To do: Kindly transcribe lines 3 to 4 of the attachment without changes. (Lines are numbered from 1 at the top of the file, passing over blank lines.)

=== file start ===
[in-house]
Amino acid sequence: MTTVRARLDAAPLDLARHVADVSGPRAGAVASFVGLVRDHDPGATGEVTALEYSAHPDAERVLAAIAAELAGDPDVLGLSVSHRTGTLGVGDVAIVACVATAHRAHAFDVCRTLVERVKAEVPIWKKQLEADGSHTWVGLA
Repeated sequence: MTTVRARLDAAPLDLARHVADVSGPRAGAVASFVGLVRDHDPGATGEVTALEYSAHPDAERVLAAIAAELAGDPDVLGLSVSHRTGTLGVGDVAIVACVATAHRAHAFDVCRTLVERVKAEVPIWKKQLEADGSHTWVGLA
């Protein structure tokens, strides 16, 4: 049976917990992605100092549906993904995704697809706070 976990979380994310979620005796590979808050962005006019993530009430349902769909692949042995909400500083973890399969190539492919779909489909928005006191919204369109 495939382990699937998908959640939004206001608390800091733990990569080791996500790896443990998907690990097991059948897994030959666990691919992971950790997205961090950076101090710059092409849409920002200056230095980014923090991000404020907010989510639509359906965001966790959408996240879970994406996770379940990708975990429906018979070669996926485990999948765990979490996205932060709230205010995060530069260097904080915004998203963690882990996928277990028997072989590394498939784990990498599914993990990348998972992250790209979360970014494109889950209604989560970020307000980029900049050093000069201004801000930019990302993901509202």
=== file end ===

Repeated sequence: MTTVRARLDAAPLDLARHVADVSGPRAGAVASFVGLVRDHDPGATGEVTALEYSAHPDAERVLAAIAAELAGDPDVLGLSVSHRTGTLGVGDVAIVACVATAHRAHAFDVCRTLVERVKAEVPIWKKQLEADGSHTWVGLA
């Protein structure tokens, strides 16, 4: 049976917990992605100092549906993904995704697809706070 976990979380994310979620005796590979808050962005006019993530009430349902769909692949042995909400500083973890399969190539492919779909489909928005006191919204369109 495939382990699937998908959640939004206001608390800091733990990569080791996500790896443990998907690990097991059948897994030959666990691919992971950790997205961090950076101090710059092409849409920002200056230095980014923090991000404020907010989510639509359906965001966790959408996240879970994406996770379940990708975990429906018979070669996926485990999948765990979490996205932060709230205010995060530069260097904080915004998203963690882990996928277990028997072989590394498939784990990498599914993990990348998972992250790209979360970014494109889950209604989560970020307000980029900049050093000069201004801000930019990302993901509202």